Q: How do I explain my breast reduction surgery to my 6 and 8 year old daughters? I am concerned that they will think having breasts is a bad thing or that it's normal to need this type of surgery. I don't want to be the cause self-esteem issues or poor body image for them.
A: If a woman is having breast reduction surgery for reasons related to physical problems resulting from her breast size, the explanation to her child should focus on that. So, for example, she can tell her children that this will help her back, neck, and shoulders to not hurt as much; help her improve her posture; and so on, and that this is the reason that she is having the surgery. The mother should be sure that she stresses that some people have bigger breasts and some have smaller ones, and that breast size per se is not good or bad; everyone is different, and that is wonderful. She can also use this as a teaching experience about the importance of taking care of oneself and seeking medical attention when one has physical or medical problems.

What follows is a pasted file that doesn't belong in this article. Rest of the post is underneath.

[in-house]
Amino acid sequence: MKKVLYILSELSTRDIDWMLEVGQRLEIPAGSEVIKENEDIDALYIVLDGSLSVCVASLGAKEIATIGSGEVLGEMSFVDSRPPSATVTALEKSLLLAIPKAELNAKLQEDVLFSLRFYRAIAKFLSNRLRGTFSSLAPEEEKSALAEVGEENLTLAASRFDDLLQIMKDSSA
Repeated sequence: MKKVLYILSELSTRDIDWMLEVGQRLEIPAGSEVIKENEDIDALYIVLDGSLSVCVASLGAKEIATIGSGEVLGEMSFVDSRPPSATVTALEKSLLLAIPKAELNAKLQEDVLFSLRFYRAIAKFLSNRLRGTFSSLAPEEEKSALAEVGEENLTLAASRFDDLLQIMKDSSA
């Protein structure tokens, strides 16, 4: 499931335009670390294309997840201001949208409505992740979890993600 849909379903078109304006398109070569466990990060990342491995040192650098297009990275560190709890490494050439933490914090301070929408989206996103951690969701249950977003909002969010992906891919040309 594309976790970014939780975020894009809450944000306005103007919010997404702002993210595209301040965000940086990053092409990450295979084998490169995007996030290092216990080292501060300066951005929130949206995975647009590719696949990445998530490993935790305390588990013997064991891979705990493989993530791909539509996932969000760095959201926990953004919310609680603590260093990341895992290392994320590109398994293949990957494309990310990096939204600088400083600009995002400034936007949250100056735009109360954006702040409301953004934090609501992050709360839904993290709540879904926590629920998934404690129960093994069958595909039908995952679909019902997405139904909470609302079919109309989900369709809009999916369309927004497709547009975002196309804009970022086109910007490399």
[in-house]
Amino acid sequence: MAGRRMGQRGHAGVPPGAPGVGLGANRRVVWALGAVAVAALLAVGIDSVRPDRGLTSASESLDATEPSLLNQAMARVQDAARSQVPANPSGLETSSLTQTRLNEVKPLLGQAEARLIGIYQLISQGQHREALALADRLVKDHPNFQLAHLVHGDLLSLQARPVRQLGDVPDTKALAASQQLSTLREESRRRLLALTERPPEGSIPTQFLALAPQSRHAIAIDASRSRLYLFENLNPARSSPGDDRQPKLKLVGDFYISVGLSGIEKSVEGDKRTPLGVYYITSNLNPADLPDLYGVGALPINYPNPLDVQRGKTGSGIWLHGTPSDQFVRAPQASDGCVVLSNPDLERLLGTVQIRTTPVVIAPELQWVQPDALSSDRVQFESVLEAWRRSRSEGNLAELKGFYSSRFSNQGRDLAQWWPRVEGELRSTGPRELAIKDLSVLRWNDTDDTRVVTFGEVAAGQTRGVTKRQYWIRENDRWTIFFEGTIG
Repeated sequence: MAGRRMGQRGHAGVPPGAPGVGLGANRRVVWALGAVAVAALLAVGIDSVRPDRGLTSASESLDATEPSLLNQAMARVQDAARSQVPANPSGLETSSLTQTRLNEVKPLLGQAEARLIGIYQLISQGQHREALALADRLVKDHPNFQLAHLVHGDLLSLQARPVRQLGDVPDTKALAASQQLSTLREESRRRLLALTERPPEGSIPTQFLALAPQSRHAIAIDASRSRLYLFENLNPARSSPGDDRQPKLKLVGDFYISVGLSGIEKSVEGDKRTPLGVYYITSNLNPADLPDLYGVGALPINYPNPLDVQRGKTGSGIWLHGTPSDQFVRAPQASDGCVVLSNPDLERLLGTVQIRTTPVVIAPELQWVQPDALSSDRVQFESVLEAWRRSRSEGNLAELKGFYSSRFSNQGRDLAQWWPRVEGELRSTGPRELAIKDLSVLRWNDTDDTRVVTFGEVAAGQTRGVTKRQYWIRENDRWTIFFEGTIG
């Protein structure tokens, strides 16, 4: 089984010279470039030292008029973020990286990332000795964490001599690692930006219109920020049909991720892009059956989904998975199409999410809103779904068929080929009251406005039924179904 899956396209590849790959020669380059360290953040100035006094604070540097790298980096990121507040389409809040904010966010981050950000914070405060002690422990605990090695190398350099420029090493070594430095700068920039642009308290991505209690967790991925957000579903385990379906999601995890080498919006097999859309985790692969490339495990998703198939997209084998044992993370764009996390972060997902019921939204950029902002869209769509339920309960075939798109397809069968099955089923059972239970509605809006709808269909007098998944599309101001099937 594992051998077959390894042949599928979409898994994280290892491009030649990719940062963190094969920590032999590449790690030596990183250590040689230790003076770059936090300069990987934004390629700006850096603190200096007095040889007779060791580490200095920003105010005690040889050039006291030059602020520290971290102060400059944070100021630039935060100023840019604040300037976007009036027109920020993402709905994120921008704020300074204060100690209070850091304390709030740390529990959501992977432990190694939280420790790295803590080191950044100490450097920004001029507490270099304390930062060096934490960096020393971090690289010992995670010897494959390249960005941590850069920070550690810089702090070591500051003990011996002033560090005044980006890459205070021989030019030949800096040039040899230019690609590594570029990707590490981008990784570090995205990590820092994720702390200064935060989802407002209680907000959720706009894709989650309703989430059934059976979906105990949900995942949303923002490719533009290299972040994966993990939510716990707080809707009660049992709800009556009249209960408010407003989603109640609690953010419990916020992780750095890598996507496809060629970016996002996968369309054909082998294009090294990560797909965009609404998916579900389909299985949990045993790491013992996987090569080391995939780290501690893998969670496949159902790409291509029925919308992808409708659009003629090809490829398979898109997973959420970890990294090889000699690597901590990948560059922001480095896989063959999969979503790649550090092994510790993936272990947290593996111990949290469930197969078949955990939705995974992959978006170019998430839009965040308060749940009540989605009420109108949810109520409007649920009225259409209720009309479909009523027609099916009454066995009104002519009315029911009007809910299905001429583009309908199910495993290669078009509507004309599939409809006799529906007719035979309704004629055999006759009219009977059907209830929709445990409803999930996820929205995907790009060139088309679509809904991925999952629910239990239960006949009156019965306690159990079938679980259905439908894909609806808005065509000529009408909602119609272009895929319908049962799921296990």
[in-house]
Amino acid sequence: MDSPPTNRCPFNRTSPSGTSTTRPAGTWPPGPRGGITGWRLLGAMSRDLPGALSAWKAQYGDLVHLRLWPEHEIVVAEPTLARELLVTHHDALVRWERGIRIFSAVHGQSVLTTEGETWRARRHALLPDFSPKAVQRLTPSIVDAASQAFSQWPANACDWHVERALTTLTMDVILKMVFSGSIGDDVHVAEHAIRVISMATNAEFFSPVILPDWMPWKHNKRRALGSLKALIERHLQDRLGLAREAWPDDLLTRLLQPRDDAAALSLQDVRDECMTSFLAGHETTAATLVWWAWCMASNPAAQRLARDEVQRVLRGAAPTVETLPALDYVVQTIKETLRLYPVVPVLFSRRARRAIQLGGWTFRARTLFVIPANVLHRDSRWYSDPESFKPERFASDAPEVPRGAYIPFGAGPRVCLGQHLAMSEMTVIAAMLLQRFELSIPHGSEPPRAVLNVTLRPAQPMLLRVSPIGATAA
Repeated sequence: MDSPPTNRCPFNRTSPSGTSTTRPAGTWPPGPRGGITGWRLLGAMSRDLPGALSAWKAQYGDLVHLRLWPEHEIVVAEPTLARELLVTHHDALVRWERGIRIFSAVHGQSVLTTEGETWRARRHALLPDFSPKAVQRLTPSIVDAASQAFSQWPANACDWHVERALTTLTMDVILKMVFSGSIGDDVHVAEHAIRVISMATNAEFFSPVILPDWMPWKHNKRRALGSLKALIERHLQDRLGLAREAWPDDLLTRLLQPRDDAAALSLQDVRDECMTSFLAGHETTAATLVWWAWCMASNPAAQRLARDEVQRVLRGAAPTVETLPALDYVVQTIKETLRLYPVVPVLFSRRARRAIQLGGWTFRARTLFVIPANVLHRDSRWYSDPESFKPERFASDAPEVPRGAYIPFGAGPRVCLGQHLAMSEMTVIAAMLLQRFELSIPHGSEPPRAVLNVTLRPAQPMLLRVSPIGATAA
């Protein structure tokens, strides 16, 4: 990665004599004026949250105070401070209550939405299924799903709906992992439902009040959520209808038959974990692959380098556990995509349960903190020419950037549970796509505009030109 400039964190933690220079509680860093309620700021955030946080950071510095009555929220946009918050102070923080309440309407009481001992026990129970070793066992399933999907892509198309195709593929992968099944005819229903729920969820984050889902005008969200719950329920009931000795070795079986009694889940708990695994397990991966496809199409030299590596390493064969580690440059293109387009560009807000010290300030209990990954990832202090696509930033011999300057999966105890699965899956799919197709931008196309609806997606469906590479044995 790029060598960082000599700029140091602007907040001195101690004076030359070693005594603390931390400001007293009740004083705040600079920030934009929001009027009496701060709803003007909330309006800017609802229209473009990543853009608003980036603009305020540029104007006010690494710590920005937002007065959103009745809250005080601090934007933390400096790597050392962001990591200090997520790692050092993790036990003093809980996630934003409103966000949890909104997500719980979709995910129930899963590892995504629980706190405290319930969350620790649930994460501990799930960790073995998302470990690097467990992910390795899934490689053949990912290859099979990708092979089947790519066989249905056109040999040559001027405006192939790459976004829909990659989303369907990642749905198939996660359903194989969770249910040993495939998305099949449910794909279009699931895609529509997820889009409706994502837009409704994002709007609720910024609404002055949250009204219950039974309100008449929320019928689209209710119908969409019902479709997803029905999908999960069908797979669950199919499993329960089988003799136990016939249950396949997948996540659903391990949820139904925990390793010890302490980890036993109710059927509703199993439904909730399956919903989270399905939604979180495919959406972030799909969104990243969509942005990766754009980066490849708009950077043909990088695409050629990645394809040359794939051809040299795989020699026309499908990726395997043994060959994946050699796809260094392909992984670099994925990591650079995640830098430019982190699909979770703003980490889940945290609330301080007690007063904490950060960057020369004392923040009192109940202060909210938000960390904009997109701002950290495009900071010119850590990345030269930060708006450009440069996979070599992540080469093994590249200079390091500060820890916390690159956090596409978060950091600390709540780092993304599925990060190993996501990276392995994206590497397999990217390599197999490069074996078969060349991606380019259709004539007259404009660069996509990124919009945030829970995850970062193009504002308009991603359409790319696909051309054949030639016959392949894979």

If a woman is having the surgery for cosmetic reasons, she should be careful to make sure to stress that people can look beautiful in many different ways, and that it is who you are on the inside that matters most. She also should make sure that she sends the message that she thinks that she is beautiful as she is now, and that ones breast size is not an important factor in how good a person is or how much others will like you, but rather the surgery is just an extra way to make her feel even more beautiful.
In either case, it is important to make sure that you – and all of the woman and men in the children’s lives – send the right messages in general about a woman’s body, because unfortunately children are barraged with messages in today’s society that often are not very beneficial. Parents should discuss, for example, the importance of eating right and exercising, not because one has to look a certain way but because one should be healthy; that real beauty is about who you are, not how you look; that everyone is a person of worth, regardless of how they look; and that people can look beautiful in all different shapes and sizes (and parents can give examples of loved ones or others who are all beautiful but all look different). But even more important than talking about these things is modeling them. Look at the messages that you send through your words and behavior: do your children constantly hear you say that you are “fat”? Do they hear you put yourself down? Your actions speak much louder than your words, and a parent needs to make sure that her actions are “saying” what she wants them to. Finally, this is also a wonderful opportunity to begin (or continue) an ongoing discussion about the human body, relationships, values, sex, and so on.
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